Bond markets, and government bonds in particular, are traditionally low-risk investments that offer a source of stable returns. However, as a result of these being bought by central banks, yields are at historic lows and barely beat inflation. The effect of this has been that investors, seeking decent returns, have moved their money into riskier assets such as property and shares. This has been a major contributing factor to the enormous rise in asset prices and subsequent inequality seen over the last decade; those owning assets have seen their wealth grow while those without have seen theirs’ stagnate. 

Quantitative easing, considered to be “unconventional monetary policy,” has certainly contributed to the economic recovery since 2008 – and it has some other uses too. For example, the Bank of England is considering introducing stringent climate criteria on companies for its corporate bond purchases. So, while QE certainly has some positive effects and has the potential for more in the future, it has also been a significant cause of the economic inequality driving much of todays’ political instability.


This reliance on monetary policy is unsurprising given the extent of the dire fiscal situation many nations found themselves in after the crisis. Most nations were left with budget deficits of historic proportions and as a result, implemented programmes of austerity which were widely seen as necessary. As a result of these spending cuts, and the monetary policy responses, deficits steadily reduced and economies recovered. But despite this partial recovery, there remain many structural issues in the UK economy and many are shared by other developed nations.

Real wages, for example, have been largely stagnant, or decreasing, for decades. In the UK, real wages shrunk by 5% between 2008 and 2017. Even more problematic is the stagnation in productivity. Historically, UK productivity has grown at roughly 2% per year, but since 2008 has barely increased and now lags behind most other G7 nations. Furthermore, much like the US, the UK is also facing a significant infrastructure problem; congested roads, slow, overcrowded trains and poor broadband speeds are all significant issues. In 2017, the World Economic Forum ranked an inadequate supply of infrastructure as the second most problematic factor for doing business in the UK. 

“Interest rates are set to remain low for a time long enough that we can reconsider what we do with fiscal policy.”

Laurence Boone – OECD Chief Economist

Evidently, while monetary policy measures and vastly increased liquidity have spurred economic growth in the short term, they have done little to address the chronic structural problems preventing sustainable and long term economic growth. Anneliese Dodds, the UK Shadow Chancellor, used her Mais Lecture to the Business School at City University London to make a similar case, and to advocate for a greater role of fiscal policy. She points out that while markets have “priced in low [interest] rates for the long term,” government should use these “benign circumstances to avoid choking off recovery via premature and politically-motivated fiscal tightening.”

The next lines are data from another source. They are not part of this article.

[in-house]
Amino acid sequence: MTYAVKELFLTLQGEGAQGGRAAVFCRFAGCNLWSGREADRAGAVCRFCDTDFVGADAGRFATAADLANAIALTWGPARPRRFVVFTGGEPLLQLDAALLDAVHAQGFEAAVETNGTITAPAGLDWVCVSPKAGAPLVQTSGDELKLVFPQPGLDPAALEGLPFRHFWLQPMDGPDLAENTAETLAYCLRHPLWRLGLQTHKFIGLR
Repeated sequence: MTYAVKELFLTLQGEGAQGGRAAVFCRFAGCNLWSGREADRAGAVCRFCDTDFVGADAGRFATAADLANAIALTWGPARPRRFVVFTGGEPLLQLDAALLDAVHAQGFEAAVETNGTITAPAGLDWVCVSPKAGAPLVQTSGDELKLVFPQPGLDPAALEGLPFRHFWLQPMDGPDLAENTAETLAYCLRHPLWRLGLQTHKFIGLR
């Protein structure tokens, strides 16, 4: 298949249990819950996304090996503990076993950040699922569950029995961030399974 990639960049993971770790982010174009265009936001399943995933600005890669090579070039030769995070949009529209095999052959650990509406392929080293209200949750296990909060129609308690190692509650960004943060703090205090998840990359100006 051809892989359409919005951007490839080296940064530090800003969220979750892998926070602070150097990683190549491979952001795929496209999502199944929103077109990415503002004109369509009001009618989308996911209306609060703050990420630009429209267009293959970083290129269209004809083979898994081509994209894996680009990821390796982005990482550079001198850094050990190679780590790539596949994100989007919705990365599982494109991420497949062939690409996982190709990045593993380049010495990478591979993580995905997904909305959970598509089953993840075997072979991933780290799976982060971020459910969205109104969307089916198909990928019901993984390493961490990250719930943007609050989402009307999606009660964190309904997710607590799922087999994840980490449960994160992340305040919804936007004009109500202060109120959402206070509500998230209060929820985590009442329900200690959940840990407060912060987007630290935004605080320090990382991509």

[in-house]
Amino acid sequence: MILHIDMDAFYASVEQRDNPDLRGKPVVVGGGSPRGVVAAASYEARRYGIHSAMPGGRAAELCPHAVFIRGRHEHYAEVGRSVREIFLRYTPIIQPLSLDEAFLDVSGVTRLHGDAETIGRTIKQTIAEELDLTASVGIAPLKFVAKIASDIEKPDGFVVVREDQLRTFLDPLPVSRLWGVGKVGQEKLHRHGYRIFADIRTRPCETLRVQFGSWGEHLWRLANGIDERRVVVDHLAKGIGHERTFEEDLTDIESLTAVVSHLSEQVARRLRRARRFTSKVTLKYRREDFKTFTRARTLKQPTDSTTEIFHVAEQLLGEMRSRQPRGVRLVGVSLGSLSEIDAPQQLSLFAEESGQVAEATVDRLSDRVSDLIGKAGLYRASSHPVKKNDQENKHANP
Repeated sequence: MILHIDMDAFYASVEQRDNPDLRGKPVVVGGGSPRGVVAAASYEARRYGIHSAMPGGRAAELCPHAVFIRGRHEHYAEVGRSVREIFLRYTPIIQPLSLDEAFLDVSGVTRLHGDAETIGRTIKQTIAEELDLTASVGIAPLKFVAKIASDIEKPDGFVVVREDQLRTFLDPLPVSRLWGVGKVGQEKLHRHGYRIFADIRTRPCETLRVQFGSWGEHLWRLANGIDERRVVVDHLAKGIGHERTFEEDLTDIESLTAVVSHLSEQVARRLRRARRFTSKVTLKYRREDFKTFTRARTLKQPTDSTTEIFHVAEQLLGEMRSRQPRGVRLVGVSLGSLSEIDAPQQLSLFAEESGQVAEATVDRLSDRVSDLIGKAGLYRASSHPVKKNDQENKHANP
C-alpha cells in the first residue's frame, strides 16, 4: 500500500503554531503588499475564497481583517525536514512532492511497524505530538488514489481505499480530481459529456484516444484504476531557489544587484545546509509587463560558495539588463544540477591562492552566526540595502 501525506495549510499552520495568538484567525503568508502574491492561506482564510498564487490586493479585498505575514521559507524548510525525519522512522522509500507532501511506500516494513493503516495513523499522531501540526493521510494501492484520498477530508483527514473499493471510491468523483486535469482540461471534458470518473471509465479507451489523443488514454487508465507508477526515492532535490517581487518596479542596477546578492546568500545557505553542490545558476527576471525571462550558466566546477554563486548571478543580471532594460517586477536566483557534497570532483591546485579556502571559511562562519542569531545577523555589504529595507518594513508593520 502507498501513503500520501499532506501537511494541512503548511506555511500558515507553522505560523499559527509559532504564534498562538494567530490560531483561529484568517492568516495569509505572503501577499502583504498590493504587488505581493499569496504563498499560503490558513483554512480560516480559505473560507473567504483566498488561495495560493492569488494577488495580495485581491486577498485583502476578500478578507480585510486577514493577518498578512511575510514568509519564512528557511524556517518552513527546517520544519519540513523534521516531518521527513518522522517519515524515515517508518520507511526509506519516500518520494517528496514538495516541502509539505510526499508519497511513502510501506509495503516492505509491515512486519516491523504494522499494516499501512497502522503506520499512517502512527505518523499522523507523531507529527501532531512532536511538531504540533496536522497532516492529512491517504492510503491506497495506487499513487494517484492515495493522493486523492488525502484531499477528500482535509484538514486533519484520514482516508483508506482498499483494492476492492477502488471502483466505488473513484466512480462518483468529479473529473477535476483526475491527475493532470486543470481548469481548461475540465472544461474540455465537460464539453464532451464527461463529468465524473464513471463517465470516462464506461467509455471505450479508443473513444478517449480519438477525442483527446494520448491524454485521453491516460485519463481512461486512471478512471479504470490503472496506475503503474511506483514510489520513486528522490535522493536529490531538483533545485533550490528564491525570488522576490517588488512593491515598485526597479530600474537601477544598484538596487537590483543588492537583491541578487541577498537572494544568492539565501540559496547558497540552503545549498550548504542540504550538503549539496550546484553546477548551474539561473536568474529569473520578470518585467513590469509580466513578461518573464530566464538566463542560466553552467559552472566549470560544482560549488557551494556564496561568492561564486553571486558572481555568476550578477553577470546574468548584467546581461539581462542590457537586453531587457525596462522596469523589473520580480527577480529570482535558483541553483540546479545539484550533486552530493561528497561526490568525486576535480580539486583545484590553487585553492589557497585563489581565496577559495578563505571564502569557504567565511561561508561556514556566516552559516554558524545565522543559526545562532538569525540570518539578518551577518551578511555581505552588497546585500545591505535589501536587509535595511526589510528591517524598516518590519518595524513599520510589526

Many would argue that that’s precisely what happened after 2008, whereby rapid and deep cuts to public spending damaged the prospects of long-term recovery. The OECD appears to agree, with the Chief Economist, Laurence Boone, encouraging governments to continue using fiscal policy to recover from the Covid-induced economic crises. The OECD was a major proponent of austerity post-2008 but now states that lessons should be learned, namely that governments should focus on long-term sustainability rather than short-term numeric targets and accept that public debt burdens will rise until the crisis has passed.

This isn’t to say that any and all public spending will be a good investment. Infrastructure spending, for example, can result in expensive vanity projects of massive proportions and risk “paving the road to nowhere” with few notable returns. Public investment therefore needs to be well considered and effectively targeted. By taking advantage of low interest rates to increase effective investment in key areas such as infrastructure, education and green energy; governments can ensure a more sustainable, robust and equitable economic recovery than was seen in the decade after the 2008 crisis.

This report was compiled by Joseph Eyre. You can find Joseph on Twitter here.